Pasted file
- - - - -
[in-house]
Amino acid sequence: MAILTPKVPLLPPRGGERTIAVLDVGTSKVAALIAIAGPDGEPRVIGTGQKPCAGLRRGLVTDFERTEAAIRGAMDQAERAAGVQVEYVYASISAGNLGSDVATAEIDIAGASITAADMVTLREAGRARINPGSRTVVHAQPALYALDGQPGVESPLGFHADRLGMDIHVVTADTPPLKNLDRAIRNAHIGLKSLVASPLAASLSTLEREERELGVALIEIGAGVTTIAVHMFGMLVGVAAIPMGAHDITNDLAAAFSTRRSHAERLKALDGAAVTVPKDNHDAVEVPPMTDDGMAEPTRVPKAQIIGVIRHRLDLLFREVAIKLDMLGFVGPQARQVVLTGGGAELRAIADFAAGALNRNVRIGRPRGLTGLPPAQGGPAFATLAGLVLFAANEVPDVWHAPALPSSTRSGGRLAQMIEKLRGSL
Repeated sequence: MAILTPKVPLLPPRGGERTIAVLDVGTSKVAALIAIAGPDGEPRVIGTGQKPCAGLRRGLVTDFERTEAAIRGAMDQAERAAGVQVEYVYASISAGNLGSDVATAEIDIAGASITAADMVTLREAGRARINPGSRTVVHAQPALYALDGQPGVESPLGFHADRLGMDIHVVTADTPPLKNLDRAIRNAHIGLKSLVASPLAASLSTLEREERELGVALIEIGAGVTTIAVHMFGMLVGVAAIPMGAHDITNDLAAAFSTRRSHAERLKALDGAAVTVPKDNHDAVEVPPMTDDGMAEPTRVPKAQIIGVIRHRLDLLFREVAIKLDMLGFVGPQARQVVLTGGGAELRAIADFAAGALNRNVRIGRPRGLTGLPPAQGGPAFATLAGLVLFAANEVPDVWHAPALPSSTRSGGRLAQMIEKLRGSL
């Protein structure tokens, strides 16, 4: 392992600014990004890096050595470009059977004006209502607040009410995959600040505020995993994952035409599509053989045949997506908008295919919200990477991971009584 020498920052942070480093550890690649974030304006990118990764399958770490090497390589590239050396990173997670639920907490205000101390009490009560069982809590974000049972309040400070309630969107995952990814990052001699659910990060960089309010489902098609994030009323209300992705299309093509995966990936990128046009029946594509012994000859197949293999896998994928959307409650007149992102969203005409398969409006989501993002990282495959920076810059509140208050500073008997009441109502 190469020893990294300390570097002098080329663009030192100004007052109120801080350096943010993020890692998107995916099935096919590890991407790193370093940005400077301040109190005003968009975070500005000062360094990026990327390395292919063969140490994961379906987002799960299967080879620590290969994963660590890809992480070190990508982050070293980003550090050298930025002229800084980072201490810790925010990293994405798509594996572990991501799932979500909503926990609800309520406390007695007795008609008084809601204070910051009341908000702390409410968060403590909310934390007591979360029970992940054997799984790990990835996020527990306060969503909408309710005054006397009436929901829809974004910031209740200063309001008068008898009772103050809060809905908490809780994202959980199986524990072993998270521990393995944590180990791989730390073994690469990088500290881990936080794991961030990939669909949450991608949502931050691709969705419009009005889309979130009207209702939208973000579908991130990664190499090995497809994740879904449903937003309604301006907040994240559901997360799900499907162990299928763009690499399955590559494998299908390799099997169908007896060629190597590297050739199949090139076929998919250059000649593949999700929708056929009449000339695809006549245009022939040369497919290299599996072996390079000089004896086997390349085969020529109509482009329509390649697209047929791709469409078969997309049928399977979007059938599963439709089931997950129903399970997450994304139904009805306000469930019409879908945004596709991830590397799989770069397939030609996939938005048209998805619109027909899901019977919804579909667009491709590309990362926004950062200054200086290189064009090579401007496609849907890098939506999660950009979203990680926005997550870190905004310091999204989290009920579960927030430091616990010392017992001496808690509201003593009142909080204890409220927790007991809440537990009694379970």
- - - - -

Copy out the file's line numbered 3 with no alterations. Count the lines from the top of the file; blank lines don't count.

Repeated sequence: MAILTPKVPLLPPRGGERTIAVLDVGTSKVAALIAIAGPDGEPRVIGTGQKPCAGLRRGLVTDFERTEAAIRGAMDQAERAAGVQVEYVYASISAGNLGSDVATAEIDIAGASITAADMVTLREAGRARINPGSRTVVHAQPALYALDGQPGVESPLGFHADRLGMDIHVVTADTPPLKNLDRAIRNAHIGLKSLVASPLAASLSTLEREERELGVALIEIGAGVTTIAVHMFGMLVGVAAIPMGAHDITNDLAAAFSTRRSHAERLKALDGAAVTVPKDNHDAVEVPPMTDDGMAEPTRVPKAQIIGVIRHRLDLLFREVAIKLDMLGFVGPQARQVVLTGGGAELRAIADFAAGALNRNVRIGRPRGLTGLPPAQGGPAFATLAGLVLFAANEVPDVWHAPALPSSTRSGGRLAQMIEKLRGSL